Severe Fatigue in Long COVID: Web-Based Quantitative Follow-up Study in Members of Online Long COVID Support Groups

M. Van Herck*, Y.M.J. Goertz, S. Houben-Wilke, F.V.C. Machado, R. Meys, J.M. Delbressine, A.W. Vaes, C. Burtin, R. Posthuma, F.M.E. Franssen, B. Hajian, H. Vijlbrief, Y. Spies, A.J.V. Hul, D.J.A. Janssen, M.A. Spruit

*Corresponding author for this work

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Abstract

Background: Fatigue is the most commonly reported symptom in patients with persistent complaints following COVID-19 (ie, long COVID). Longitudinal studies examining the intensity of fatigue and differentiating between physical and mental fatigue are lacking.Objective: The objectives of this study were to (1) assess the severity of fatigue over time in members of online long COVID peer support groups, and (2) assess whether members of these groups experienced mental fatigue, physical fatigue, or both.Methods: A 2-wave web-based follow-up study was conducted in members of online long COVID peer support groups with a confirmed diagnosis approximately 3 and 6 months after the onset of infectious symptoms. Demographics, COVID-19 diagnosis, received health care (from medical professionals or allied health care professionals), fatigue (Checklist Individual Strength-subscale subjective fatigue [CIS-Fatigue]; 8-56 points), and physical and mental fatigue (self-constructed questions; 3-21 points) were assessed. Higher scores indicated more severe fatigue. A CIS-Fatigue score >= 36 points was used to qualify patients as having severe fatigue.Results: A total of 239 patients with polymerase chain reaction/computed tomography-confirmed COVID-19 completed the survey 10 weeks (SD 2) and 23 weeks (SD 2) after onset of infectious symptoms, respectively (T1 and T2). Of these 239 patients, 198 (82.8%) were women; 142 (59.4%) had no self-reported pre-existing comorbidities; 208 (87%) self-reported being in good health before contracting COVID-19; and 62 (25.9%) were hospitalized during acute infection. The median age was 50 years (IQR 39-56). The vast majority of patients had severe fatigue at T1 and T2 (n=204, 85.4%, and n=188, 78.7%, respectively). No significant differences were found in the prevalence of normal, mild, and severe fatigue between T1 and T2 (P=.12). The median CIS-Fatigue score was 48 points (IQR 42-53) at T1, and it decreased from T1 to T2 (median change: -2 points, IQR -7 to 3; P<.001). At T1, a median physical fatigue score of 19 points (IQR 16-20) and a median mental fatigue score of 15 points (IQR 10-17) were reported; these scores were lower at T2 for physical but not for mental fatigue (median change for physical fatigue -1 point, IQR -3 to 0, P<.001; median change for mental fatigue 0 points, IQR -3 to 3, P=.52). At the time of completing the follow-up survey, 194/239 (81.2%) and 164/239 (68.6%) of all patients had received care from at least one medical professional and one allied health care professional, respectively.Conclusions: Fatigue in members of online long COVID support groups with a confirmed COVID-19 diagnosis decreases from 10 to 23 weeks after onset of symptoms. Despite this, severe fatigue remains highly prevalent. Both physical and mental fatigue are present. It remains unclear whether and to what extent fatigue will resolve spontaneously in the longer term.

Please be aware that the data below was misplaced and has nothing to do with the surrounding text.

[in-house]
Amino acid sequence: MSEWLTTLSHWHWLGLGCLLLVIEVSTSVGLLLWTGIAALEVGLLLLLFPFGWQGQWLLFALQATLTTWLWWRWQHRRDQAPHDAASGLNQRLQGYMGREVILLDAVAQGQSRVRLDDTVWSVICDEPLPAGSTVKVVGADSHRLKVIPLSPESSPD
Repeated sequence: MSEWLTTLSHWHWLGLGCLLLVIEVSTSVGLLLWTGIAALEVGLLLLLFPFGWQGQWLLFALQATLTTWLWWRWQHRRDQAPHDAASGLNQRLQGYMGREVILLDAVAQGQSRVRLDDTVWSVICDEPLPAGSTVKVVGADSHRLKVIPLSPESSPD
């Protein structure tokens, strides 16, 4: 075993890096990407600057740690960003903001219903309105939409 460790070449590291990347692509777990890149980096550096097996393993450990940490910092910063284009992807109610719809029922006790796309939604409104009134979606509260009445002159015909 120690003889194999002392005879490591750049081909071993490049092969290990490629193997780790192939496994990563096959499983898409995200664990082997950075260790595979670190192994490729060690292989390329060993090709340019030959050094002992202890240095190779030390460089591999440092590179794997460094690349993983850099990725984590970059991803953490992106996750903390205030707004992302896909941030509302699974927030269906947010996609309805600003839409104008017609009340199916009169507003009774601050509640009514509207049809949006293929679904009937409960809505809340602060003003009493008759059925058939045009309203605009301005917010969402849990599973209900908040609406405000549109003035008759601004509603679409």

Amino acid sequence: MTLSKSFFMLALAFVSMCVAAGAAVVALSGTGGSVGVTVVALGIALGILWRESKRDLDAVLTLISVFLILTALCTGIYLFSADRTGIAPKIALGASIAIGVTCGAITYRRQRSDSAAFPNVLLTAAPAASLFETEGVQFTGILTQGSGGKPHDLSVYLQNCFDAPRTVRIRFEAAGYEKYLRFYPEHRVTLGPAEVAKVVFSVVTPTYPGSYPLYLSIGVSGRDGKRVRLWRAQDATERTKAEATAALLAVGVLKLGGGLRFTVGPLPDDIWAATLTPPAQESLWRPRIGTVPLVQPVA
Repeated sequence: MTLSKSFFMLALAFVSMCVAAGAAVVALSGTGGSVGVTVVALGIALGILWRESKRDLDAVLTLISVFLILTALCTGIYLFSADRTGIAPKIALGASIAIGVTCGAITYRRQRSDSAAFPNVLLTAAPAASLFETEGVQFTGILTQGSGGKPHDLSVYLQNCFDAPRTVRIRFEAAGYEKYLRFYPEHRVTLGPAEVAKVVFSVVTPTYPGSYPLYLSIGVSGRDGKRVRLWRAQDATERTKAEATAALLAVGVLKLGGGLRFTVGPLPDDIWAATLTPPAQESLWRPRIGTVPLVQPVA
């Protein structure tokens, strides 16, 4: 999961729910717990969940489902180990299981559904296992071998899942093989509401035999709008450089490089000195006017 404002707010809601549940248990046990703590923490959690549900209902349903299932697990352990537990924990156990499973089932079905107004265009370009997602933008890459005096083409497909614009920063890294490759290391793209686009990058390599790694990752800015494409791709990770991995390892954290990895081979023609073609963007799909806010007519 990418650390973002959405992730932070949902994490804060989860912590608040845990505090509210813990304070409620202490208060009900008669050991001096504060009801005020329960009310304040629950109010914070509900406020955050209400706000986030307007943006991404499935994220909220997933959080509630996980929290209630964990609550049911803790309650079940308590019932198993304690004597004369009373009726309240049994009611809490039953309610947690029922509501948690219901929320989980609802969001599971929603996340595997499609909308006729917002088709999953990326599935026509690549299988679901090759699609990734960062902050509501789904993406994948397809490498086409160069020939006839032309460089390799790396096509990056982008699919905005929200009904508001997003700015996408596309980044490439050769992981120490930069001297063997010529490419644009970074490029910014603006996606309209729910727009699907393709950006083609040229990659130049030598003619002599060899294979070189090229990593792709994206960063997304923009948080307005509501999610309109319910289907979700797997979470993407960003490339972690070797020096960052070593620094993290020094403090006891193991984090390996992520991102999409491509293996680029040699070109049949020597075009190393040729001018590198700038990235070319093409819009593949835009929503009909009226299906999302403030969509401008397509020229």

Original languageEnglish
Article numbere30274
Number of pages13
JournalJournal of Medical Internet Research
Volume23
Issue number9
DOIs
Publication statusPublished - 21 Sep 2021

Keywords

  • COVID-19
  • SARS-CoV-2
  • long COVID
  • post-COVID-19 syndrome
  • post-acute sequelae of COVID-19
  • fatigue
  • post-viral fatigue
  • pandemic
  • online health
  • mental health
  • online support
  • SCLEROSIS
  • SYMPTOMS

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